You’re probably familiar with cannabinoids at this point, but what about terpenes? What are terpenes and what do they do within hemp & hemp oil? Let’s explore these questions in detail.
Terpenes are compounds found in plants, such as cannabis. They are responsible for producing the aromas commonly associated with hemp products. Terpenes in hemp create a recognizable scent, just as other plants do, like pine, citrus, and mint. Terpenes are also responsible for the familiar smells of flowers like roses & tulips. In addition to producing floral fragrances, terpenes also provide several health benefits--many of which are still being researched.
Some may wonder how terpenes make you feel, and if they can get you high. Many studies have dove into the relationship between various cannabis terpenes and related cannabinoids, like THC and CBD. Some results show that a combination of cannabinoids and terpenes can provide a more relaxing, mellow feeling. By themselves, terpenes do not cause a high.
As we mentioned, Terpenes are organic compounds found in a variety of plants, and contribute to their flavor, scent and color.
These substances are the building blocks for essential oils and plant resins, and are often used in food additives, perfumery and aromatherapy. Some are even thought to have medicinal properties and help in fighting bacteria, fungus and environmental stress.
Plants like rosemary, mint or basil have a strong terpene profile, and this is why they’re referred to as aromatic plants. Cannabis contains a wide range of terpenes (over 200) that are thought to interact synergistically with the cannabinoids in the plant, and to enhance its health effects. As a result, some of these terpenes appear in CBD. The list below defines terpenes that are commonly found in hemp.
List Of Terpenes Related To CBD & Hemp
BCP (beta-caryophyllene) is a terpene found in the cannabis plant that is known to activate the CB2 receptor in the endocannabinoid system and to exert anti-inflammatory effects. It’s non-psychoactive, and is the first FDA approved dietary cannabinoid, being used as a food additive.
Vitamin A is also a terpene, although we don’t generally think of it this way. Conifers produce large amounts of these compounds, and most plants produce higher quantities of terpenes in the warmer seasons. This is one of the terpenes in hemp that can produce piney smells.
Alpha-pinene is one of the most known terpenes in cannabis and is also found in sage and rosemary. One benefit of this terpene is that it is known to act as a natural bronchodilator and expectorant and to help one focus better. It increases the mental energy and can even act as a topical antiseptic.
Limonene, another terpene found in the cannabis strains, is also present in citrus fruits, juniper and peppermint, and has beneficial anti-fungal, anti-bacterial and anti-depressant effects. Moreover, it is suggested that this compound exerts anti-carcinogenic properties, and is known to increase blood pressure.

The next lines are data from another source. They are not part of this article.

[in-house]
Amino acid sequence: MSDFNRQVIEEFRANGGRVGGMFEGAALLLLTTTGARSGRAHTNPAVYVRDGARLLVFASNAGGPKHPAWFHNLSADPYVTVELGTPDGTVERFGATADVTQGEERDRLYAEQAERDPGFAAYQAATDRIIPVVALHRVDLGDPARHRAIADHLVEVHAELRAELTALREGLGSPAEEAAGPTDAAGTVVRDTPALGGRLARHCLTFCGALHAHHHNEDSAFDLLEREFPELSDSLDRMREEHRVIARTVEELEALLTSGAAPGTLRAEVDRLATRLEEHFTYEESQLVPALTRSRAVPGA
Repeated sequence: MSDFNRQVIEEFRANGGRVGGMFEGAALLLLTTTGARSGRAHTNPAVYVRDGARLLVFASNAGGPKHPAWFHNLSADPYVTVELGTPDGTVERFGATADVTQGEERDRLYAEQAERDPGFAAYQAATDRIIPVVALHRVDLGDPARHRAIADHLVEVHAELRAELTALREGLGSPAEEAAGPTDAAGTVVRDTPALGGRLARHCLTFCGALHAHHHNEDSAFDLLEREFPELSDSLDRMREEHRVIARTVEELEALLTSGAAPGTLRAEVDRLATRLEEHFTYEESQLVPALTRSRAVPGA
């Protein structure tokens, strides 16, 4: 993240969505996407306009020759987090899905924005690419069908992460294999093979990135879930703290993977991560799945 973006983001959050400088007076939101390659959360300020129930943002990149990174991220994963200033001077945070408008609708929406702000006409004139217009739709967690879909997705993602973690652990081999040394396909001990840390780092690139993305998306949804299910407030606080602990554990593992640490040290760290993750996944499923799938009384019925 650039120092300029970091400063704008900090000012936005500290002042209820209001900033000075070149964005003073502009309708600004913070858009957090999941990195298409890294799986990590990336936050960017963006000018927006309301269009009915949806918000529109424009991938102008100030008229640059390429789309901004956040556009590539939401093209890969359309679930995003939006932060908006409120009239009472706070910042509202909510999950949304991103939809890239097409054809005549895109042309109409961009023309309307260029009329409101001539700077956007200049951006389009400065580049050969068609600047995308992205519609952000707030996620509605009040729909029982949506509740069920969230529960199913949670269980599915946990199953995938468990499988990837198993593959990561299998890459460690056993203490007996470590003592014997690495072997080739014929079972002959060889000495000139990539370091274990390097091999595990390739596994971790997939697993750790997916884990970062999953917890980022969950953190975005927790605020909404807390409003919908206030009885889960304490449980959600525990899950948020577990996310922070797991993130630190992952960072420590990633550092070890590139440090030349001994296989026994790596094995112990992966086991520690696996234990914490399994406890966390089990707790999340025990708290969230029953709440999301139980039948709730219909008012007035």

Myrcene is found in menthol, lemongrass and most varieties of marijuana, and is widely used in the perfumery industry. Just like the previously mentioned compounds, this beneficial terpene has anti-microbial and anti-septic properties, and acts as a natural anti-depressant, anti-carcinogen and anti-inflammatory agent. It’s a relaxing substance and in marijuana-derived products, it increases the cell membrane permeability, allowing for higher amounts of THC to travel to the brain cells.
CBD with terpenes can have some or all of these scents and flavors--while others have none. There are endless combinations of terpenes that can exist within CBD products, but not all terpenes are noticeable in hemp products.
Terpenes and hemp oil
Unlike cannabis, hemp does not have a strong flavor and is not referred to as an aromatic plant, therefore the terpene profile of hemp is less significant than that of cannabis. But the plant still contains such compounds, and none of them are psychoactive. Terpenes in hemp have anti-inflammatory, antibacterial and anti-viral properties, the most known of them being caryophyllene and myrcene.
The hemp plant contains 120 terpenes, but depending on the processing method, these can or cannot be found in the CBD oil. Terpene oil made of hemp seeds is less abundant in terpenes than the similar product obtained from other portions of the plant (Hendriks et al, 1978).
Hemp contains mostly monoterpenes and sesquiterpenes (Turner et al, 1980), which can be concentrated into essential oils through steam distillation methods. Myrcene is also known to exhibit antioxidant properties (Duke, 1999), and caryophyllene has cytoprotective effects. Cannabinoids have no smell, so the flavor and aroma of hemp products depends on their terpenes profile. Of all the terpenes found in hemp, only few appear in amounts high enough to be noteworthy. That being said, if you’d like to try our CBD Hemp Oil--you can see for yourself which terpenes you detect.
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